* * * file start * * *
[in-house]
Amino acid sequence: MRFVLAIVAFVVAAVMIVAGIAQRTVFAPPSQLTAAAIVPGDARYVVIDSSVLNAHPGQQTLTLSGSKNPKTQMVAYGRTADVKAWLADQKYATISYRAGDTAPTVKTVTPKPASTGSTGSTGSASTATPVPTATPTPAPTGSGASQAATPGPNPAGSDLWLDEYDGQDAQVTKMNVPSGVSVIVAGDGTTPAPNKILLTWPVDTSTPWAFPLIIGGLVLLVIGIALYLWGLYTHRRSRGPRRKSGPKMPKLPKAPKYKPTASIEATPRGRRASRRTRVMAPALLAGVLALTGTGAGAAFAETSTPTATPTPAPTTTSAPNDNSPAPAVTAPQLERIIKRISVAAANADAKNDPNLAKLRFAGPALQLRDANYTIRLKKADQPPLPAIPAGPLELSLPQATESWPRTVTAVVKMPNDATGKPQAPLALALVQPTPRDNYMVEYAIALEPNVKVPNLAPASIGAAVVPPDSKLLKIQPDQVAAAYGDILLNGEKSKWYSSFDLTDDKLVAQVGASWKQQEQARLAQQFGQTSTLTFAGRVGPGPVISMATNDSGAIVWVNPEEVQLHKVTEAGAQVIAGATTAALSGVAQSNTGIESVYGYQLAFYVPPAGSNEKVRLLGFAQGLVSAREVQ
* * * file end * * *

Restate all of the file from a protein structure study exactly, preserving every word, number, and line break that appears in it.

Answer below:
[in-house]
Amino acid sequence: MRFVLAIVAFVVAAVMIVAGIAQRTVFAPPSQLTAAAIVPGDARYVVIDSSVLNAHPGQQTLTLSGSKNPKTQMVAYGRTADVKAWLADQKYATISYRAGDTAPTVKTVTPKPASTGSTGSTGSASTATPVPTATPTPAPTGSGASQAATPGPNPAGSDLWLDEYDGQDAQVTKMNVPSGVSVIVAGDGTTPAPNKILLTWPVDTSTPWAFPLIIGGLVLLVIGIALYLWGLYTHRRSRGPRRKSGPKMPKLPKAPKYKPTASIEATPRGRRASRRTRVMAPALLAGVLALTGTGAGAAFAETSTPTATPTPAPTTTSAPNDNSPAPAVTAPQLERIIKRISVAAANADAKNDPNLAKLRFAGPALQLRDANYTIRLKKADQPPLPAIPAGPLELSLPQATESWPRTVTAVVKMPNDATGKPQAPLALALVQPTPRDNYMVEYAIALEPNVKVPNLAPASIGAAVVPPDSKLLKIQPDQVAAAYGDILLNGEKSKWYSSFDLTDDKLVAQVGASWKQQEQARLAQQFGQTSTLTFAGRVGPGPVISMATNDSGAIVWVNPEEVQLHKVTEAGAQVIAGATTAALSGVAQSNTGIESVYGYQLAFYVPPAGSNEKVRLLGFAQGLVSAREVQ